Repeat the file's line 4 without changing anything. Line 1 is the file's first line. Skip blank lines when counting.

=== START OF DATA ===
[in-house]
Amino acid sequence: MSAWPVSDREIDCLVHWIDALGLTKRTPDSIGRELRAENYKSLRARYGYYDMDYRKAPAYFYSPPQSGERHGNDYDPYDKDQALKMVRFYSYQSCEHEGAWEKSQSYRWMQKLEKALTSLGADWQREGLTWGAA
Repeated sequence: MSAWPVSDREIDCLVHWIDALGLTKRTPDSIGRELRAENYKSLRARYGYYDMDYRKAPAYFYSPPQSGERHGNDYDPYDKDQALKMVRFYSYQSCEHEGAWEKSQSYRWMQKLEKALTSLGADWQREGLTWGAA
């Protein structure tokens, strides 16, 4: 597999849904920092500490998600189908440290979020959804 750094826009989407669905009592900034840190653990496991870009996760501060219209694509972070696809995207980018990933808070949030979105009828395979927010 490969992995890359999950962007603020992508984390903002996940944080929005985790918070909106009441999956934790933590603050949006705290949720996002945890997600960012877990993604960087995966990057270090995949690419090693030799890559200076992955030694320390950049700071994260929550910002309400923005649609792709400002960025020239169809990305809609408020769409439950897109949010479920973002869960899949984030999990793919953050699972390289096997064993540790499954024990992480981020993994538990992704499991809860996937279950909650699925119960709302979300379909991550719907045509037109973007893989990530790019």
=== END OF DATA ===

């Protein structure tokens, strides 16, 4: 597999849904920092500490998600189908440290979020959804 750094826009989407669905009592900034840190653990496991870009996760501060219209694509972070696809995207980018990933808070949030979105009828395979927010 490969992995890359999950962007603020992508984390903002996940944080929005985790918070909106009441999956934790933590603050949006705290949720996002945890997600960012877990993604960087995966990057270090995949690419090693030799890559200076992955030694320390950049700071994260929550910002309400923005649609792709400002960025020239169809990305809609408020769409439950897109949010479920973002869960899949984030999990793919953050699972390289096997064993540790499954024990992480981020993994538990992704499991809860996937279950909650699925119960709302979300379909991550719907045509037109973007893989990530790019």